Ghostbusters, women and the life in science

Ghostbusters 2016 – Film Poster [Image Source via Wikipedia Commons]
The biggest crack in the glass ceiling this year (apart from Hilary Clinton’s nomination as Democratic candidate in the upcoming US elections!) is the reboot of the 1984 supernatural comedy, “Ghostbusters”. The July 2016 release has received positive reviews and also ringing in the cash register. But the movie has also been in the news for an altogether different reason – its trailer is among the most disliked videos ever on YouTube.

It was quickly realized that there was an almost coordinated effort by the “Ghostbros”, the male admirers of the original, who could not bear the “blasphemy” of a reboot with an all-female cast. The re-imagining of the Ghostbusters as a team of super-intelligent, gadget-wielding, ghost-hunting, gal-pals was simply too much for the “fan-boys” of the 1984 original. The fans felt it was reason enough to spoil the movie’s chances at the box office.

Sadly, movies are not the only social domain where women are denied their due recognition, despite repeatedly proving that they are capable and in many cases, even better than their male counterparts.

ENIAC, the first all-electronic computer [Image source via Wkipedia Commons]
Back in 1942, a team of six female mathematicians worked along with several other men to create America’s first all electronic computer. They were respected for their programming expertise and even called the six “computers”. They were assigned the crucial task of programming the ENIAC (Electronic Numerical Integrator and Computer) to “think” and calculate the ballistic trajectories of missiles during wartime.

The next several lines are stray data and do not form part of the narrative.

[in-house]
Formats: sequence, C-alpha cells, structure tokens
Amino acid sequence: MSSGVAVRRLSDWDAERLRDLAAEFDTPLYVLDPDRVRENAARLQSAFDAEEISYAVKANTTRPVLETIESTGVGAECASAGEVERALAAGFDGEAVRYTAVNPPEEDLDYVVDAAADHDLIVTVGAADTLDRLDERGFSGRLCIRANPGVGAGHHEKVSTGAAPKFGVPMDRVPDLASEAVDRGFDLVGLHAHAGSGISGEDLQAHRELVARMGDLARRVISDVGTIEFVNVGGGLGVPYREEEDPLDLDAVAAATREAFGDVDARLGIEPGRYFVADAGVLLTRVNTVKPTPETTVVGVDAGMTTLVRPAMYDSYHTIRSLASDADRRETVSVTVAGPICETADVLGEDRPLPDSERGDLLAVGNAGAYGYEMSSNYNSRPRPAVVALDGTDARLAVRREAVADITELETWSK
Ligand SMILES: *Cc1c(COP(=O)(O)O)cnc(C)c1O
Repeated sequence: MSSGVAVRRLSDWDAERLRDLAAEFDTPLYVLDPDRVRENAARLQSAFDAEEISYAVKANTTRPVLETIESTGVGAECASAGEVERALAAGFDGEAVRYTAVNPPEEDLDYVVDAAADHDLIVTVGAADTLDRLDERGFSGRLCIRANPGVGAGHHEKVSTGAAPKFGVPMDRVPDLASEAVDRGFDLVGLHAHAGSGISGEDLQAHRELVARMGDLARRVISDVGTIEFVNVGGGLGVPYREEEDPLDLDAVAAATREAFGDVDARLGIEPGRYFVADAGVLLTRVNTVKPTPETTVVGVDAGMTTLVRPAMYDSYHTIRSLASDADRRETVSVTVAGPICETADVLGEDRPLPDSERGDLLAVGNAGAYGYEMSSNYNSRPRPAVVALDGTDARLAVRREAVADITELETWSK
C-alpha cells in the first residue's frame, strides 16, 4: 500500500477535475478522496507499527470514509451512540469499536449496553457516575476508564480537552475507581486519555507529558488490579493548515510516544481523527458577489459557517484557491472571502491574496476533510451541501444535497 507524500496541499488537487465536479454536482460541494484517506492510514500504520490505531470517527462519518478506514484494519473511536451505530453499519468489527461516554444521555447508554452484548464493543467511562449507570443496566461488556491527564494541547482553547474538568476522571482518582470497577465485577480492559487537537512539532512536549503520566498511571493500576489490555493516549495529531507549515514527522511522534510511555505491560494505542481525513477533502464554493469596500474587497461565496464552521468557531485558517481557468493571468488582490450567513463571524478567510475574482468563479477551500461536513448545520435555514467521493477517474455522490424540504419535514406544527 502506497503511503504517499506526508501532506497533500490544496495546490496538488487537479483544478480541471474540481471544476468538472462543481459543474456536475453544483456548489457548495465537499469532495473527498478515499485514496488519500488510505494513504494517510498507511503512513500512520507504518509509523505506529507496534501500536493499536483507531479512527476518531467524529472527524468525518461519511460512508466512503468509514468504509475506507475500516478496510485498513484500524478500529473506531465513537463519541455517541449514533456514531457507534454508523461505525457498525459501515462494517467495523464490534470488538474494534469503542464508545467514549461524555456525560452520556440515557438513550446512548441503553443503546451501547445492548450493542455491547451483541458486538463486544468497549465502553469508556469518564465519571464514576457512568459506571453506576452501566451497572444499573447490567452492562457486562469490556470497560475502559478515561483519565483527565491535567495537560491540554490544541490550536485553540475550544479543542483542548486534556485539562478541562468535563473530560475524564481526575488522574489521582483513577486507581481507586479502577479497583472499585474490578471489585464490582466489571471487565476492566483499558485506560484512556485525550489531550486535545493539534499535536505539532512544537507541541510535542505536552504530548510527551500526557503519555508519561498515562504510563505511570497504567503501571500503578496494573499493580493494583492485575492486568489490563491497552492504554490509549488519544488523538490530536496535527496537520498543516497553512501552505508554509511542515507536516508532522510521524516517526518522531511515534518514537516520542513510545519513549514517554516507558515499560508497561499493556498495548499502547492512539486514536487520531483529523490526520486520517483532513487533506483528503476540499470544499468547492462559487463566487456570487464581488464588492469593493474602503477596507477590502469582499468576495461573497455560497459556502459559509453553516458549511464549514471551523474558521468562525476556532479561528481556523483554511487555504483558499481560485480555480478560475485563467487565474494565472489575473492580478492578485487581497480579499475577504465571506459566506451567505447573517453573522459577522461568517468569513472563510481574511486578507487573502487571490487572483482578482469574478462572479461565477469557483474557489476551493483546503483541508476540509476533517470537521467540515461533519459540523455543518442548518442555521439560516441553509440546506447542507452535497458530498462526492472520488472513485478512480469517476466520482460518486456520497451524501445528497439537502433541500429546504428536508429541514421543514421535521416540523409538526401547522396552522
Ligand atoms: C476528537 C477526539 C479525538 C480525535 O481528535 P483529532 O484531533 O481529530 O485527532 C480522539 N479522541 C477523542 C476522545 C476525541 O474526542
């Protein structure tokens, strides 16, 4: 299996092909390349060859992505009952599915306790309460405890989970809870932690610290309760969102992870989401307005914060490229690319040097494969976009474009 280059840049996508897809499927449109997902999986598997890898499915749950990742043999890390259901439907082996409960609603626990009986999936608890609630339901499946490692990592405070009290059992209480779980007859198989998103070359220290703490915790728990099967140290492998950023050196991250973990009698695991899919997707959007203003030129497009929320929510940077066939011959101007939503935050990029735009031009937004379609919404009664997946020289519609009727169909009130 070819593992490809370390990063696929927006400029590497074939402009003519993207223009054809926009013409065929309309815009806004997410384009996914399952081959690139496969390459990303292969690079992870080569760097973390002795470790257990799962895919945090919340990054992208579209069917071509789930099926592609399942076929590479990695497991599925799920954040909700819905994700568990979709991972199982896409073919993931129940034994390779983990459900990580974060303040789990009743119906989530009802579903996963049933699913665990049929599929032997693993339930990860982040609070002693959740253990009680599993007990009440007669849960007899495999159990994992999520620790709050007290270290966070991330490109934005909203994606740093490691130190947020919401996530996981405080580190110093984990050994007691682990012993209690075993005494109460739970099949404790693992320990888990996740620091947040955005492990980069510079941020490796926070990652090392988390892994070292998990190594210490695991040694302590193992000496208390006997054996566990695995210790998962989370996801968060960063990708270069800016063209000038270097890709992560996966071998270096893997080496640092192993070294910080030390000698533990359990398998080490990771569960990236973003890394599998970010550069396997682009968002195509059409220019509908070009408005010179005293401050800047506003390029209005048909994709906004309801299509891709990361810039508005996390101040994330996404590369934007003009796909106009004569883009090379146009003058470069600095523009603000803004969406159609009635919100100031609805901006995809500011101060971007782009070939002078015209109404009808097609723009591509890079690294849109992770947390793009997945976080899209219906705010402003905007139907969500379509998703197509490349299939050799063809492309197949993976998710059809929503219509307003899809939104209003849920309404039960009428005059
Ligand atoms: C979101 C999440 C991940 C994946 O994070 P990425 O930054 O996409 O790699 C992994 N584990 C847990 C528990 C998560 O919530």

When the ENIAC was finally ready for deployment the six women were given a certificate of commendation by the US  Army. But they were not invited to the unveiling ceremony! It was not until five decades later that Betty Jean Jennings Bartik, Kathleen McNulty Mauchly Antonelli, Ruth Lichterman Teitelbaum, Frances Bilas Spence, Marlyn Wescoff Meltzer, and Betty Snyder Holberton were acknowledged publicly for their contributions to the “Digital Revolution” and inducted into the Women in Technology Hall of Fame. A 2014 documentary, “The Computers”, also brought to light the seminal work of the six programmers.